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Sport Management Club Trip to Portland

The Sport Management Club will be going to Portland on Saturday, March 4.  The group will tour the Veterans Memorial Coliseum, followed by a Q&A session with the Portland Winterhawks front office staff including its general manager and head coach, Mr. Mike Johnston.  At 6 p.m., we will be taking in the Winterhawks’ home game against the Vancouver Giants.  The package for this trip is $59.50 which includes your ticket at the 100 level and a team hat, lodging, and gas money for carpooling.  It does not include tax on the hotel; so the final price is a bit over $60.00.  Lodging is based on 4 persons to a room.  Non club members are also welcome to join us for an additional $10.  Please contact any of the Club executives if you are interested in going.

November Sport Management Club Guest Speaker

The Sport Management Club will have its last guest speaker for the semester on Wednesday, November 16 at 6 p.m. in Cleveland 311.  Our guest speaker will be Duncan Jensen, a proud graduate from our program, who is now working for the Phoenix Suns as an Account Executive in Membership Sales.  Come and find out about his journey from Pullman to Phoenix.

Sport Management Club Fall Trip to Seattle

The Sport Management Club will be organizing its annual fall trip to visit the Seattle Thunderbirds, October 22 and 23.  This will be an overnight trip.  Departing the morning of October 22, we will be touring the ShoWare Center in Kent where the Thunderbirds play their home games.  Front office staff will speak to us about internships.  In the evening, we will take in a game between the Thunderbirds and the Kelowna Rockets.  Cost for members is $40 and $50 for nonmembers which includes your ticket and accommodation.  For more information, contact Lindsey Wilson at lindsey.wilson@wsu.edu and/or attend an informational meeting on Tuesday, October 11 at 6 p.m. in Cleveland 30W.

Sport Management Club General Meeting

The Sport Management Club will have its General Meeting.  We will have details of the activities that club will put on this semester.  Membership fee for the year is $30 which includes a club tee-shirt, free admission to guest speakers, and subsidies to field trips.  All students are welcome.

Coug moms and students run in Mom’s Weekend 5K to fight breast cancer

By: Trevor Havard – College of Education Intern5k1

The WSU Sport Management Club’s annual Moms on the Glo 5K couldn’t be stopped by the torrential rain that fell on Saturday during Mom’s Weekend.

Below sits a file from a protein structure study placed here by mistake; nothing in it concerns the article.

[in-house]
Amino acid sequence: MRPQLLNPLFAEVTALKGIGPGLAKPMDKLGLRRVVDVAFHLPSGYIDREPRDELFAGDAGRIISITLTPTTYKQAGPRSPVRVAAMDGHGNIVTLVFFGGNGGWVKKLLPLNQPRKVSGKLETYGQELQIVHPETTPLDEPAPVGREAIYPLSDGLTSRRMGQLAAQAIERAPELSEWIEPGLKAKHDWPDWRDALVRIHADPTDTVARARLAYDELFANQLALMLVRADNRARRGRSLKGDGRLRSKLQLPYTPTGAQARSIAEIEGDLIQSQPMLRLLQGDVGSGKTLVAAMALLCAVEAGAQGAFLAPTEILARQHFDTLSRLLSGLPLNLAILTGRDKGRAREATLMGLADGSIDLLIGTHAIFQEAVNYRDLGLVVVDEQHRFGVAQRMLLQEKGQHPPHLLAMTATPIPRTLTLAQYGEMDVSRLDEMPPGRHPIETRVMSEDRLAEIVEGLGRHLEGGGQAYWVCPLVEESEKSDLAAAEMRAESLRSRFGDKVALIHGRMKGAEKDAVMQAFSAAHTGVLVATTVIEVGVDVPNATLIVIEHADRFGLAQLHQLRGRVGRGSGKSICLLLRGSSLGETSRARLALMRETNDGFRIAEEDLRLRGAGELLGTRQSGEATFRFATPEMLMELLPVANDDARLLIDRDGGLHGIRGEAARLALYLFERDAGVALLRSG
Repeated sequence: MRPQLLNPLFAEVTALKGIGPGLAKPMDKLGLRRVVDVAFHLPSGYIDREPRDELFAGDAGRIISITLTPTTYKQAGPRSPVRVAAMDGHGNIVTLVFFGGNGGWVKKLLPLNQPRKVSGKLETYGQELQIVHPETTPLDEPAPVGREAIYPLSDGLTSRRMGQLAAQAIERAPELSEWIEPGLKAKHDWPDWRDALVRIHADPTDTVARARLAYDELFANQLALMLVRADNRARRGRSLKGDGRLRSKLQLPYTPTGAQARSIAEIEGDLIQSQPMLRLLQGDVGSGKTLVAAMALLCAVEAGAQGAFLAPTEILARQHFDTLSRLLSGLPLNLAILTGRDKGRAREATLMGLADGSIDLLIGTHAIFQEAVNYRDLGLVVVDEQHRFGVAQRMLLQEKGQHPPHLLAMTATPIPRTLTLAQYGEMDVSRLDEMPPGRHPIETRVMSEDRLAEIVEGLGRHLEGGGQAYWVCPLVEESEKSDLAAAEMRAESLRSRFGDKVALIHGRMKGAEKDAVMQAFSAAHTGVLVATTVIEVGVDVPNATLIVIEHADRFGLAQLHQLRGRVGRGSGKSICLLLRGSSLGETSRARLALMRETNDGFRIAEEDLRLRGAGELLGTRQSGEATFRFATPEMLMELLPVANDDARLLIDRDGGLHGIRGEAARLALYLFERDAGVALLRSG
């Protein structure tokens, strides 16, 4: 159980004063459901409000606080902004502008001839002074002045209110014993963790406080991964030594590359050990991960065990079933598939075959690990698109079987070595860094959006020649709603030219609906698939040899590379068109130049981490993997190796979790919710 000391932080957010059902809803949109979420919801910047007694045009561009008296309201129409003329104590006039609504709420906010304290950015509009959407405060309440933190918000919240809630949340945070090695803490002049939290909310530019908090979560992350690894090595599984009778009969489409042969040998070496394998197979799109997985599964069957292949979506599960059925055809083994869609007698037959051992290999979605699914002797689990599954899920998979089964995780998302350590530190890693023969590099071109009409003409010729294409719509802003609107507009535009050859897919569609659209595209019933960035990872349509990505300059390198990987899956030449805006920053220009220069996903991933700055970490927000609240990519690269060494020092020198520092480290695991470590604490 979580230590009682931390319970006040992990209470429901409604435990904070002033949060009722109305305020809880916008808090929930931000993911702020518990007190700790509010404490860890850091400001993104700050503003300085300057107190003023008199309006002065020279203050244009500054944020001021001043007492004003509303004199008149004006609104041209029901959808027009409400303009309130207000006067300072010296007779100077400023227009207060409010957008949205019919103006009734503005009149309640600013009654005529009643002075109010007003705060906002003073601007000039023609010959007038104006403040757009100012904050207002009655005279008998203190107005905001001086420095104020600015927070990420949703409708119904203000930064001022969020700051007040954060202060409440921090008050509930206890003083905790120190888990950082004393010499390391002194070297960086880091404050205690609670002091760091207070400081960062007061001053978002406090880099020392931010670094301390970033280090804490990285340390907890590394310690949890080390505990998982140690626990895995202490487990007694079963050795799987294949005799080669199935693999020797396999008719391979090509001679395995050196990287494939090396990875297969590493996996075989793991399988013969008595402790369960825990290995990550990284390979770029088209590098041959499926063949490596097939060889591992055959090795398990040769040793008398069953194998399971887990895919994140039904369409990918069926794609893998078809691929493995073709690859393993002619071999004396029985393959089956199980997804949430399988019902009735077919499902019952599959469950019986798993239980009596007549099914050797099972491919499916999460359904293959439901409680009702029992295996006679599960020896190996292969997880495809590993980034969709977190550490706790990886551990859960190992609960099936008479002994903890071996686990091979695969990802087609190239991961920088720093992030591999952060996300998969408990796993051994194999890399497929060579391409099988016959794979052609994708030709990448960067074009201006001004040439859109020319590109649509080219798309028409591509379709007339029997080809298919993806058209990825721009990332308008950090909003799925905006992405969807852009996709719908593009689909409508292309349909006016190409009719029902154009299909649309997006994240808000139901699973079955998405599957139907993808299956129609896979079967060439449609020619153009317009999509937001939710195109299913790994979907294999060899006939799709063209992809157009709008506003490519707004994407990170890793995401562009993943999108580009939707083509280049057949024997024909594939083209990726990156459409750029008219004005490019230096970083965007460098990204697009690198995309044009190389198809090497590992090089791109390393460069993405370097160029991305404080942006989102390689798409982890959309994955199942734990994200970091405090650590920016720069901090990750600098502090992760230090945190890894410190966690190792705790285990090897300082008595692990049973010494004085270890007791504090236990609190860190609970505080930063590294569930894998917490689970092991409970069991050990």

Despite the poor weather, approximately 70 cougar moms, students, and others gathered in their bright colors to take part in the Mom’s Weekend 5K event. This annual event raises awareness for breast cancer and the proceeds are donated to the Every Woman Can foundation, who helps women get mammograms who cannot afford them.

According to the American Cancer Society, 68 percent of uninsured women do not get mammograms, which are vital to catching breast cancer early and helping make breast cancer treatable. The Moms on the Glo 5K works to reduce this number and raised over $800 this year for Every Woman Can.

Sport Management Club Event Coordinator Chelsea Gorman was grateful to everyone who came out.5k2

“Even though it was pouring down raining everyone who came out had a great time,” she said. “It was great to see all the runners dressed up and so enthusiastic about our 5K and about helping Every Woman Can.”

Many participants who ran in the race were rewarded for their efforts. Prizes were given out to the fastest and most-spirited participants which included a laser-signed Richard Sherman Seahawks football, Seattle Sounders prize packs, WSU football tickets, and more.5k3edited

The annual 5K event will take place again on Mom’s Weekend next year and will look to help Every Woman Can even more.

Pyeongchang 2018

Many of you know that the 2018 winter Olympics will be held in Pyeongchang, South Korea. The effort a host city must take in preparing to host the games is endless. Our group had the opportunity to tour the facilities. Not all are completed, but seeing the work in progress is amazing. We spent most of our time at the ski jump tower. We toured the biathlon stadium and rode the gondola over the ski hills. The skating arena will start construction soon, and we stayed in the village. Josh Tyler and Kimber Behrends have a lot to say about this experience. Please enjoy their stories. – Chris Lebens

Josh Tyler

Today marks the 3rd week we have been in Korea. I could not express the pure amazement and awesomeness of this trip. I have been seeing so much and experience things in Korea that are unlike the United States and it gives me a whole new perspective on the Korean culture and day-to-day life. This trip has also given me a newfound respect for the way countries value sports outside the United States. In the US people think it’s the best place in the world for sports, which is arguable. But I’ve come to realize the sport is more than just the game on the field. It’s the people behind the scenes, the fans, and the front office that truly make sports. The opportunity this trip has given me has shown me so much that you can’t learn in a classroom. I continue to learn day in and day out and will continue to until our journey ends.